October 27, 2003

 

Phantazmagoria,
A Halloween Dream

reviewed by
Lynn Trenning

 

 

 

 

 

 

 

 

For more about Lynn Trenning, please visit her main page.

Hardin Minorís Omimeo Mime Theatre proves that mime is more than actors wearing black clothes and white faces. In Phantazmagoria, fluorescent candy corn meanders in mid-air, ropes whip themselves into floating spirographs, and characters disappear in front of our eyes as a little girlís Halloween adventure whisks her from bed to a fantastic dreamland.

Special guest artist Lavinia Plonka slips a piece of candy under her pillow after trick or treating. Her sleep is interrupted by mischievous pillows and a wiggly sheet, and she embarks on a dream that is a brilliant piece of stream of consciousness. The girl explores the power of masks, plays with trolls, and takes part in a makeshift vaudeville production that involves audience members. Her first encounter with a strange old man turns into a game of transformation.

And then he is gone, and two rocks magically appear, and Plonka is flying through a dark abyss, then walking on a tightwire, until she is approached by two trolls in rubbery, blubbery masks. They metamorphose into skeletons, and then into a wizard with a steaming cauldron who swallows fire and morphs into a jester, to the tune of "The Sorcererís Apprentice."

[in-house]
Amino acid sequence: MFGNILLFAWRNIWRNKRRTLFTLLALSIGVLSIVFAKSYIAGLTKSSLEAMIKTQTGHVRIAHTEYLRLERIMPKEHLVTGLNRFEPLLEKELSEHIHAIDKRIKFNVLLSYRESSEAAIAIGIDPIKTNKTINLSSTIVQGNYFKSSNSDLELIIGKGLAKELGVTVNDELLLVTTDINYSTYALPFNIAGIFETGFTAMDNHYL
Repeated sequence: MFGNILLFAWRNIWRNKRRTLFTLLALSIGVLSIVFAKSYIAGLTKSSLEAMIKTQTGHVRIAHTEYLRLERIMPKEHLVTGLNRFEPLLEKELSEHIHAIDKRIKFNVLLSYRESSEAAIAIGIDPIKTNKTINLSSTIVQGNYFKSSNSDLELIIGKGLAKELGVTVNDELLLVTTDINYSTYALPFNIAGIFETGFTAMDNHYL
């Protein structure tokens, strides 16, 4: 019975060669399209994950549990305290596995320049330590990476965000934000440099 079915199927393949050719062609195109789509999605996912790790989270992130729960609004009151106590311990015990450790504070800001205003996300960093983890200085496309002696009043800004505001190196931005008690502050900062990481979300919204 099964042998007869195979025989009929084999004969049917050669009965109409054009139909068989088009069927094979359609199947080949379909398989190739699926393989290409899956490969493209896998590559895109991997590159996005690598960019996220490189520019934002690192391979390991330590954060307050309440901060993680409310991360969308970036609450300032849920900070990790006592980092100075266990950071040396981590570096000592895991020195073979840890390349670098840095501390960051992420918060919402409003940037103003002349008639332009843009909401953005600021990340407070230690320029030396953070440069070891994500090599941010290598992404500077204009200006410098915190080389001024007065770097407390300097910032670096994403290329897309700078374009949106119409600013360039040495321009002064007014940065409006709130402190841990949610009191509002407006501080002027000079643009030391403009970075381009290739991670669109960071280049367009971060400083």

Drew Nowlin, Lazaro Memije and Eddie Williams fill out the supporting cast. Black lights are the heart of Eric Winkenwerderís lighting design. The magical illusions are flawless. Linda Minorís costume design is impeccable, from the girlís flamingo colored hair to the jesterís diamond patchwork suit. Phantazmagoria is a carnival for the eyes, with enough thrills and chills to make Halloween as special as children expect it to be.

Lynn Trenning, October 31, 2003

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